After hearing Dale’s great presentation on access during our last class and after reading some of the discussions going on here on the DH Debates group forum and blog, I couldn’t help but pick up on that theme throughout some of the readings this week. In particular, I found Luke Waltzer’s and Alexander Reid’s chapters striking in this regard.
Waltzer refers to pedagogy, curriculum development, and related academic concerns as the “ugly stepchildren” of the university, and argues that they need to become a more central element of DH (Waltzer 338). Later in the chapter, Waltzer cites Katherine Harris’ argument that “faculty members who focus on taking the core principles of the digital humanities into their assignment design should be seen as just as central to the field as the toolmakers, and just as worthy of prestige” (342). This speaks directly to our discussions of access, because without a DH focus on teaching, truly free (or open or full or however you want to put it) access cannot happen. In order to really practice the doctrine of accessibility that DHers seem to preach, projects and tools should be addressing those outside of a particular field. Accessibility, in the long run, means making sure that DH projects aren’t always self-serving – that our students and the wider public, if possible, are able to benefit from the digital format in which the scholarship of DHers is being produced.
Reid’s chapter connects pedagogy to DH as well, but in regards to graduate education. For Reid, accessibility means that graduate students should not be expected “to bear the burden of inventing new digital scholarly practices” (Reid 362). Reid argues that graduate students should be introduced to DH teaching tools as graduate teaching assistants/fellows because of the demand for that knowledge in humanities faculty positions. I love that this point links to accessibility via education of both the instructor and the student. I might carry his point a bit farther, however, and say that in encouraging the use of DH in humanities classrooms, we might make students aware of DH itself (when appropriate, of course) as a way of encouraging undergraduate inquiries into the field – something that Reid recognizes as being largely absent from the DH conversation (357).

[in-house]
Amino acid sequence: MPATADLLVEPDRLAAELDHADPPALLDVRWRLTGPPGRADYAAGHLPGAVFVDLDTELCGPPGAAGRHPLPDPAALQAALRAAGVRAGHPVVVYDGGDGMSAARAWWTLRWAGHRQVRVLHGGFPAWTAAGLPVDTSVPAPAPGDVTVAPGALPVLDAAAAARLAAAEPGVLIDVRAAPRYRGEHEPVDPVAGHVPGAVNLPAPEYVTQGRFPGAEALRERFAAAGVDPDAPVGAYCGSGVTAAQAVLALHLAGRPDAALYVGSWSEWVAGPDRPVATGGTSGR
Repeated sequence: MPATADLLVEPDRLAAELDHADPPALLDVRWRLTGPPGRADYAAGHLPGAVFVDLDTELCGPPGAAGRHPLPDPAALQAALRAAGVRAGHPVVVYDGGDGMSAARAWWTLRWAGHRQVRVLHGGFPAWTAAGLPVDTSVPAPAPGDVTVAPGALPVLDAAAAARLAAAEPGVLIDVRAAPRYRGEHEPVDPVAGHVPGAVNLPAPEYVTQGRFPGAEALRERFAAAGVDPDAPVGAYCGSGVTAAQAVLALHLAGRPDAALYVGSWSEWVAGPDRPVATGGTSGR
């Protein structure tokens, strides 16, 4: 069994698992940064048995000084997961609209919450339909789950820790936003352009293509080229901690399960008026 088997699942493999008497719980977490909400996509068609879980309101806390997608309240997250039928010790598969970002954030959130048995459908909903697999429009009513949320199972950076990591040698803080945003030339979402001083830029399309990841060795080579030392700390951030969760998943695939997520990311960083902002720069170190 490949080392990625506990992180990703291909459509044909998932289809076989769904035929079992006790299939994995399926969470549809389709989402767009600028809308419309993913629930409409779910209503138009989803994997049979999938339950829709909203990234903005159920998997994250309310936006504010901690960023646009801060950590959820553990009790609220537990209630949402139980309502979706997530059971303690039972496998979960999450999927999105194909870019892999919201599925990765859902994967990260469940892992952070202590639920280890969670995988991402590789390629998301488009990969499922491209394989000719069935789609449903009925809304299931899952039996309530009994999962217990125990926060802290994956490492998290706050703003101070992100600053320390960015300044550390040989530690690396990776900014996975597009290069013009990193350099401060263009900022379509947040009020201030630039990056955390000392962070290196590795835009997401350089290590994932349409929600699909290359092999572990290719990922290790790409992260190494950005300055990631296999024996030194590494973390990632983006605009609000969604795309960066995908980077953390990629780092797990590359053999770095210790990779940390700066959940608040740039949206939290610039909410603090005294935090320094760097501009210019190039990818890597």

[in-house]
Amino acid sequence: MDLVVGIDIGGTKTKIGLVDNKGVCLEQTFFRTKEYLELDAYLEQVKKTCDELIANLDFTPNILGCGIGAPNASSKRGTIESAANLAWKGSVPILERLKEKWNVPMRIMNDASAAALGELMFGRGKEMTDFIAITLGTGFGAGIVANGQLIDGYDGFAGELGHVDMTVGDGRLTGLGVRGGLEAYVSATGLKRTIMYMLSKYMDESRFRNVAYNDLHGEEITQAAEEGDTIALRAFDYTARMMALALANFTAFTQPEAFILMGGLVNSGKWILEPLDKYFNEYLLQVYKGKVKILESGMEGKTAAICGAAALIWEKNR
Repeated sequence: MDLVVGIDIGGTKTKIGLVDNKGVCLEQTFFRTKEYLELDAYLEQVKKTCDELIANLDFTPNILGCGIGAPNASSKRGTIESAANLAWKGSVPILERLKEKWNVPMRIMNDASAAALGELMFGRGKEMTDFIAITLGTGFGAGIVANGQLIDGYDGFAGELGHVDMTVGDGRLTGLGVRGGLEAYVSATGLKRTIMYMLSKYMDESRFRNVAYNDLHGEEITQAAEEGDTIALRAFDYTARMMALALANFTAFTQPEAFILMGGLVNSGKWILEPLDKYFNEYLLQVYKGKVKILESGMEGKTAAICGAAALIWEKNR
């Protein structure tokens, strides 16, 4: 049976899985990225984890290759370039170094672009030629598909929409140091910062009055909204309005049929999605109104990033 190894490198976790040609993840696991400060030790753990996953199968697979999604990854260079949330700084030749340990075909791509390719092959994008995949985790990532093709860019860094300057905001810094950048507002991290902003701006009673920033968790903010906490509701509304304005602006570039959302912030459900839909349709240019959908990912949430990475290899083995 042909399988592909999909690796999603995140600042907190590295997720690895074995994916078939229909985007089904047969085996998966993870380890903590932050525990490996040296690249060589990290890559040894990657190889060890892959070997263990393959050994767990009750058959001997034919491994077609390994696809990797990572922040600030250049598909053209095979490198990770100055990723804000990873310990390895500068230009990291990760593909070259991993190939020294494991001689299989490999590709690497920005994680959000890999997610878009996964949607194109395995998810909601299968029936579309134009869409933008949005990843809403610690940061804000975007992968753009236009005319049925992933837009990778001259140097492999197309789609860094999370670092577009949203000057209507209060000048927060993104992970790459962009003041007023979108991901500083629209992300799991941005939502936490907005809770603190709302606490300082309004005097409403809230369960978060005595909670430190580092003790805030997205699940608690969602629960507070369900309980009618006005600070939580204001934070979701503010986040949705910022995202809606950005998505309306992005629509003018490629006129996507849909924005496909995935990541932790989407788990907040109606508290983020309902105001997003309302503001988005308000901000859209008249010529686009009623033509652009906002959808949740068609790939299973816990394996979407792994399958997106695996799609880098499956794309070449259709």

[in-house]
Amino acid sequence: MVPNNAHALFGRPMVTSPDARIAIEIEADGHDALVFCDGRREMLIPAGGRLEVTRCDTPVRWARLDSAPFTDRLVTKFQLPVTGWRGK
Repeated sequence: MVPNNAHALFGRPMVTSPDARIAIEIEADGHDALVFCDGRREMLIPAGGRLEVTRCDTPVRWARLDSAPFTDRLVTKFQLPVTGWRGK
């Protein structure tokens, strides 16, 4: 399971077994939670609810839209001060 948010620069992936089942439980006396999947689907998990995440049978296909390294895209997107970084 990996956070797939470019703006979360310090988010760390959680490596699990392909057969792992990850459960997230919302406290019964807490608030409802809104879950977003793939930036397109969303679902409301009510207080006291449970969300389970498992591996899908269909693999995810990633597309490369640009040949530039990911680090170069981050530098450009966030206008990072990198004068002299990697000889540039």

In particular, I can connect to Reid’s statement that through new advancements in academic employments of social media, instructors (and students) can begin to “connect with a larger audience,” not only an academic one (362-363). This is really where ideas of access bring me, which is funny, because as we read in some of the earlier chapters of the collection, the idea of knowledge dissemination was an early one in the development of the internet. Yet this is what I think of when I take a moment to consider access: making my scholarship accessible – meaning easy to find, easy to understand, easy to use and/or interact with – to the general public.